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In Defense of Theft
“Immature poets imitate; mature poets steal…” – T.S. Eliot
I love that idea. If you are mediocre you can imitate. Monkey see, monkey do. But, if you are excellent you can intellectually consume the greatness of those around you and those who came before, process that greatness and make it your own. Build on it. Create something new. Elevate the material.
I’m a transactional entertainment attorney by trade. As a professional, I find inspiration and guidance from history, politics, pop-culture; basically everywhere. With that in mind, here are some figures which have been instructive to me as a Dealmaker.
Napoleon Bonaparte – Compartmentalization
“My mind is a chest of drawers. When I wish to deal with a subject, I shut all the drawers but the one in which the subject is to be found. When I am wearied, I shut all the drawers and go to sleep.” – Napoleon Bonaparte
As professionals, we are constantly dealing with a multitude of complex and diverse issues simultaneously. How does one do so effectively without going insane? I look to Napoleon. As a short guy, I can’t help but be a big fan. So please forgive me if I seem too effusive. His level of productivity was beyond belief. He completely overhauled the French Legal System by drafting the egalitarian Napoleonic Codes, created the Banque de France, initiated an expansive program of public works, became one of the greatest military leaders in history and got himself crowned the Emperor of France. Admittedly, the Battle of Waterloo didn’t work out so well. But, you get the idea. His secret? Compartmentalization. The human brain does not multitask efficiently. Pick your most important problem, open that drawer of information, decide on the best course of action, close that drawer and on to the next one.
Julius Caesar – Never Give Anyone an Angle
“Et tu Brute?” – Julius Caesar
When Julius Caesar walked into the Roman Senate in 44 BC, he was probably feeling pretty good. His military victories, immense popularity and power enabled him to be declared “Dictator in Perpetuity.” A great gig, if you can get it. But, on the ides of March, a group of dagger-wielding assassins led by his “friend” Marcus Junius Brutus, whom he had appointed to political office, put an end to all that “in Perpetuity” stuff. Apparently, Caesar initially fought the attackers, but when he saw that Brutus was among them, he covered his face with his toga and resigned himself to his fate.
This is an extreme example, but you get the idea. Betrayal happens every day and the insider has the best opportunity to do the most damage. Never give anyone an angle to take a shot at you, wether they are on your side or the opposing side. If you indiscreetly divulge a sensitive piece of information, if you lose your cool in a situation that requires composure, if you appear unprepared at an important moment in the negotiation, you have put yourself in danger.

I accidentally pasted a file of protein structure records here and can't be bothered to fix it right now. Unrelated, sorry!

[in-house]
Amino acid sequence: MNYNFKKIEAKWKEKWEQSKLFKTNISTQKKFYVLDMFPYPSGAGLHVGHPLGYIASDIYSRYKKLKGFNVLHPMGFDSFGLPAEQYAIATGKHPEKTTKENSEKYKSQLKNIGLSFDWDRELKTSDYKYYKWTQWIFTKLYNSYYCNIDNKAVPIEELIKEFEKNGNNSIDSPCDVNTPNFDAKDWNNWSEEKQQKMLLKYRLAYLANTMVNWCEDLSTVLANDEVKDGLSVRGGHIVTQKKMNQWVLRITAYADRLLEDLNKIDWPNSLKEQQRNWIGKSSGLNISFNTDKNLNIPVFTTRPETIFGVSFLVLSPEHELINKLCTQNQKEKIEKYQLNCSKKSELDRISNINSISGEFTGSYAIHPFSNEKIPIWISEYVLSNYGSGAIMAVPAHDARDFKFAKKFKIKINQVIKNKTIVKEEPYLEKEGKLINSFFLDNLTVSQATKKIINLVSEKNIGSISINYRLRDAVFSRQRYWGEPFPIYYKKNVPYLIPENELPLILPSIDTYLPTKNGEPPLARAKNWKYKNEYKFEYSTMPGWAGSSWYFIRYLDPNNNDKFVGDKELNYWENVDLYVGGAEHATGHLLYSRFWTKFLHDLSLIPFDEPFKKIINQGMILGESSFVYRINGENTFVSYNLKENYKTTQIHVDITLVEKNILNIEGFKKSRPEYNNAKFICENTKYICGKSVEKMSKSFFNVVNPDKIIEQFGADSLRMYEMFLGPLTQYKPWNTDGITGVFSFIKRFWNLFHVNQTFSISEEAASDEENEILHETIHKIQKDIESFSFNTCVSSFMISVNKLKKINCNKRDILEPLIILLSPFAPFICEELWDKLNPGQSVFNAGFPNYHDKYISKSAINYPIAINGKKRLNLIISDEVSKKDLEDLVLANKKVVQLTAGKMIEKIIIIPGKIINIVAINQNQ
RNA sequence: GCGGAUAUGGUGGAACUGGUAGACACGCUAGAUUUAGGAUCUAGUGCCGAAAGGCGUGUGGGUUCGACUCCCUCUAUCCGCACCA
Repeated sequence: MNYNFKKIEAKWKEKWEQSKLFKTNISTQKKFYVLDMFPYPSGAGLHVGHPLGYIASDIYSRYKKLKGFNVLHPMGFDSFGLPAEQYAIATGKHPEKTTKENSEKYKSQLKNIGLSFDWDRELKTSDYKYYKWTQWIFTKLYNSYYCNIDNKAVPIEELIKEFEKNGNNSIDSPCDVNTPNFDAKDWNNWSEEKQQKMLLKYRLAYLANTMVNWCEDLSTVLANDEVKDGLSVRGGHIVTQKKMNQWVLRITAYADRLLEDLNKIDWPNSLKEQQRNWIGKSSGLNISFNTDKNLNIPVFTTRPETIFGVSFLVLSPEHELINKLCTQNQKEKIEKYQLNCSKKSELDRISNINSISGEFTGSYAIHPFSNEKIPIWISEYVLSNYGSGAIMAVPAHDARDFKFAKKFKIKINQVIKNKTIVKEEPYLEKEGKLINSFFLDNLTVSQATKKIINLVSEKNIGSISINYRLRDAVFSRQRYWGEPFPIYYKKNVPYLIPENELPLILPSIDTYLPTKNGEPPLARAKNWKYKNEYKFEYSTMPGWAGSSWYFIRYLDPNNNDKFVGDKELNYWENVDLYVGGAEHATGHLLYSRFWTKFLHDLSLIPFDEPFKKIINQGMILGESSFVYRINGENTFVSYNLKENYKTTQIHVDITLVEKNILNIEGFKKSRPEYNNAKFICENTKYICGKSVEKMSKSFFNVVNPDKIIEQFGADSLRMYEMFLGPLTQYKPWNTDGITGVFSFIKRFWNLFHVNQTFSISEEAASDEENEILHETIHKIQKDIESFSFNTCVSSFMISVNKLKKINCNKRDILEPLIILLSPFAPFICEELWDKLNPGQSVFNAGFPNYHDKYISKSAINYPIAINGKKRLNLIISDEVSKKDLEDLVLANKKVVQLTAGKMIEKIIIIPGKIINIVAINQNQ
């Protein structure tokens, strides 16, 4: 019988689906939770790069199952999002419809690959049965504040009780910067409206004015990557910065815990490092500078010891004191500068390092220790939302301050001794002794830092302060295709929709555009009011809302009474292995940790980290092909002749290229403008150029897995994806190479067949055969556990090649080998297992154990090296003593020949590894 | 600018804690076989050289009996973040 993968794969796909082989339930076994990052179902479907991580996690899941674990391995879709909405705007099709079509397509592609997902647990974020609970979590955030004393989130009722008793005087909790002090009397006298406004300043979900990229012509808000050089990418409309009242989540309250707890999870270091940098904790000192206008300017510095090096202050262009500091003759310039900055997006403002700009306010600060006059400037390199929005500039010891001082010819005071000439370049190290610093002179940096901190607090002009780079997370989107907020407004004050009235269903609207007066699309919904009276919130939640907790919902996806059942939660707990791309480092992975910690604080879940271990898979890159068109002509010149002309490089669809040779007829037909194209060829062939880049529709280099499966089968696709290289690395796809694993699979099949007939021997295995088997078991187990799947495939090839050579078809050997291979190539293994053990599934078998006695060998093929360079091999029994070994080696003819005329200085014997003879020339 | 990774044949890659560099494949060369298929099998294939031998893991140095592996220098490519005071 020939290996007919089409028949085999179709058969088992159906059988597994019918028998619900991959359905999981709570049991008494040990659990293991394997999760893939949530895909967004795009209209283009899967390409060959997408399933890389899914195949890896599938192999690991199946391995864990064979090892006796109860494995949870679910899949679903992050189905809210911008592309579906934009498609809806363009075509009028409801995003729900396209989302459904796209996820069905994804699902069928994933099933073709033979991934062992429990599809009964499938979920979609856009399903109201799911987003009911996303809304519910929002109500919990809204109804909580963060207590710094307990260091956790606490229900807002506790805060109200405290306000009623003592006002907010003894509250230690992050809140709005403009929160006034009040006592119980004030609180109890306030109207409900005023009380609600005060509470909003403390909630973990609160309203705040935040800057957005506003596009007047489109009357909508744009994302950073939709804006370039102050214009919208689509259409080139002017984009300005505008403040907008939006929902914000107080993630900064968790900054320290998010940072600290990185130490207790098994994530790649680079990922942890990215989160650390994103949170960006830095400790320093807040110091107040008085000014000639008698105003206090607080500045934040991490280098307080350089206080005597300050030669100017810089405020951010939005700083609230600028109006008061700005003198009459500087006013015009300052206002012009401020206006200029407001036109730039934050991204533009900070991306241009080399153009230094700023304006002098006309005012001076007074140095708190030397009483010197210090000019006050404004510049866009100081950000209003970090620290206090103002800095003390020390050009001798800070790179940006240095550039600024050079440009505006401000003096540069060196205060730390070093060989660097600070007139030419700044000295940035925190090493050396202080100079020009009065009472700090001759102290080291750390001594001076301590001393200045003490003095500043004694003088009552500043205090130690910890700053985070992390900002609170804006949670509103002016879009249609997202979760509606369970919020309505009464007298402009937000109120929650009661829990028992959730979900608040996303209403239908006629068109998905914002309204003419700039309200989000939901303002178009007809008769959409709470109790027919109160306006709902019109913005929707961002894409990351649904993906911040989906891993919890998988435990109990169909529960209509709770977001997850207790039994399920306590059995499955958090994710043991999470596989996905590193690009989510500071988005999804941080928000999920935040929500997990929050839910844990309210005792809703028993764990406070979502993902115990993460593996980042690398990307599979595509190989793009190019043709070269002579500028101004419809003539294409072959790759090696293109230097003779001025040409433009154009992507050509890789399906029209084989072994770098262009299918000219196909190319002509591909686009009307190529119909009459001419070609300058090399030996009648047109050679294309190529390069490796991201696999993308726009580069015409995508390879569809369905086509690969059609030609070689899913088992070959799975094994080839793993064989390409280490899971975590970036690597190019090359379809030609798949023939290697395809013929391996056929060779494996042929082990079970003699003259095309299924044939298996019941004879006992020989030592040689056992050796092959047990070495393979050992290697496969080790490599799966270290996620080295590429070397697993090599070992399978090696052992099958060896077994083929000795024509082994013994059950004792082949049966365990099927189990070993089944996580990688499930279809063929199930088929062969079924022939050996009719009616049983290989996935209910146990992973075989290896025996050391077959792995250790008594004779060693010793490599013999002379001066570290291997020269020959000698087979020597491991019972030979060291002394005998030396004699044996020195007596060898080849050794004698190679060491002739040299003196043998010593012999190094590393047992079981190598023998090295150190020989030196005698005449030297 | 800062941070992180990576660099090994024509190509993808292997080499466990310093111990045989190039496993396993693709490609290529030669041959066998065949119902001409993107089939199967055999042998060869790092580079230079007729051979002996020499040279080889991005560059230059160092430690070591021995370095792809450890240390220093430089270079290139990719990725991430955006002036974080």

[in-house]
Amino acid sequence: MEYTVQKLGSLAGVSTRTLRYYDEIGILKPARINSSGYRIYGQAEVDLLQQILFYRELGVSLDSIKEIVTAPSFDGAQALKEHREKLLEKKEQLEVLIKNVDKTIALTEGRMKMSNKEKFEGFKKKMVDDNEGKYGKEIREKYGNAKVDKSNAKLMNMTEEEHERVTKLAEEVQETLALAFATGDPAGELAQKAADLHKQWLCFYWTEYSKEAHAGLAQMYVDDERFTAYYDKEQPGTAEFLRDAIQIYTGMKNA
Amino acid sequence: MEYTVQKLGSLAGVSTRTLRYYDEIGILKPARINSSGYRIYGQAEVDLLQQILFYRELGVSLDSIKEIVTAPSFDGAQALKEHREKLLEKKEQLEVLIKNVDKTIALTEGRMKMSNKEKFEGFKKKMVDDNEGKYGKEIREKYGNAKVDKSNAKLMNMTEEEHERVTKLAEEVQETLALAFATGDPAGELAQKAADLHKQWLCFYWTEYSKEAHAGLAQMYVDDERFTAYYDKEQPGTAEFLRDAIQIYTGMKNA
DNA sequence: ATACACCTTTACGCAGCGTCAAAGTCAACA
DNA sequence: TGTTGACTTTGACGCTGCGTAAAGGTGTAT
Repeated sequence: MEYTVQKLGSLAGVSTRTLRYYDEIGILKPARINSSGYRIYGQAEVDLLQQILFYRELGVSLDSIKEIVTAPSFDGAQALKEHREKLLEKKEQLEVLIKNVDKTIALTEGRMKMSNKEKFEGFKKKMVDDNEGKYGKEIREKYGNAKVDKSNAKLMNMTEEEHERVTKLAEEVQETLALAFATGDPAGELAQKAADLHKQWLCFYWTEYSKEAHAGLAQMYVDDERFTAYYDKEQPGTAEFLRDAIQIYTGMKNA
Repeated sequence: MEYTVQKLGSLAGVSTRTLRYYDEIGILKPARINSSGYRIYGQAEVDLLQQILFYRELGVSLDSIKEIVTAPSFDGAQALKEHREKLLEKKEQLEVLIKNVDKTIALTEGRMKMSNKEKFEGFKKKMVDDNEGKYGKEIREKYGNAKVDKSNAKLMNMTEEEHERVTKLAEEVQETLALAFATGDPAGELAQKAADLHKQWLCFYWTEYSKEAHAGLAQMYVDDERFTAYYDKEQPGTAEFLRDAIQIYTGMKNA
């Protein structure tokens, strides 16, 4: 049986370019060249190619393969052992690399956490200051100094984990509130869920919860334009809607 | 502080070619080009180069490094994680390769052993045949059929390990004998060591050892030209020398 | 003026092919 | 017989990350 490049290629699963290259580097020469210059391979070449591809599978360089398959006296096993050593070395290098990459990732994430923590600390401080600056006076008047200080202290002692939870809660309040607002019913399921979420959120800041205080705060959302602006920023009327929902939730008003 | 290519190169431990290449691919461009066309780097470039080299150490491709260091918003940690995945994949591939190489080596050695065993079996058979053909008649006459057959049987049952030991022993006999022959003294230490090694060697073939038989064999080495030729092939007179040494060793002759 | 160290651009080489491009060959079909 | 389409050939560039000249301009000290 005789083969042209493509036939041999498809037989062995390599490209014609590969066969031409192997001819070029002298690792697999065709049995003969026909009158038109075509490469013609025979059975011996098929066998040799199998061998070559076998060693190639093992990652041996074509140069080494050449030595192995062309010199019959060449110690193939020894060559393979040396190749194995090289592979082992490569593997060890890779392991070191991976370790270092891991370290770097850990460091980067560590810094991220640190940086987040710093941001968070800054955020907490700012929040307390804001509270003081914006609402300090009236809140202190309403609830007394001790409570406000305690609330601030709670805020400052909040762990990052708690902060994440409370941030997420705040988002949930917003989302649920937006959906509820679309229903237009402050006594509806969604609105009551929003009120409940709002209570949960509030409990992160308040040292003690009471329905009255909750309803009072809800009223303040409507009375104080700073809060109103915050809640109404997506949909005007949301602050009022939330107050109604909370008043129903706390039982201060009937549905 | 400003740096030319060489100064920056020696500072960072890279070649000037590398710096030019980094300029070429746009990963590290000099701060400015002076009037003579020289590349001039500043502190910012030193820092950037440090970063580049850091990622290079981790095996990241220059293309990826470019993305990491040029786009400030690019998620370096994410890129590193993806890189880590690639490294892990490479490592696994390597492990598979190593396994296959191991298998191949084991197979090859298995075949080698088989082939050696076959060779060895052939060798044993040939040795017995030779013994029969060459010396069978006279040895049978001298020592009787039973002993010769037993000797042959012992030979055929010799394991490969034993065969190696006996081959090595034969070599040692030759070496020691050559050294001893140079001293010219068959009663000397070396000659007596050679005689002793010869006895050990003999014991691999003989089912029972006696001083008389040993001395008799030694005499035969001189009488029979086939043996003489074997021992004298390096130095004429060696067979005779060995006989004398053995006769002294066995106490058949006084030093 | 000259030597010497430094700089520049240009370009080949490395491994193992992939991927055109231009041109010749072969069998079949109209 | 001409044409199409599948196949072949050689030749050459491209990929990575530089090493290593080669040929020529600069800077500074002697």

Franklin Delano Roosevelt – Crisis as Opportunity
“Franklin’s illness..gave him strength and courage he had not had before. He had to think out the fundamentals of living and learn the greatest of all lessons – infinite patience and never ending persistence.” – Eleanor Roosevelt
FDR contracted polio when he was 39 years old. It cost him the use of his legs and put his rapid rise in politics on hold. He founded a treatment center for others suffering with polio in Warm Springs, Georgia. The photos of him from that time are quite powerful. He thought that swimming could be a form of therapy to help him walk again. I recall watching some footage of him floating in a pool at the facility surrounded by adoring children also suffering from polio paddling towards him. Hands splashing water this way and that. For some reason that image stuck in my mind. The look in his eyes. The smile on his face. The hope that he could get better. That he could help these children get better.
His legs didn’t get much better, but he did. Something about that experience helped him evolve from a good politician to a great statesman and humanitarian. Contracting polio didn’t diminish FDR, it “gave him strength and courage he had not had before.”
Crisis is opportunity, because it provides us a unique opportunity to evolve.
The article was originally published by The HuffingtonPost.com January 15th, 2016.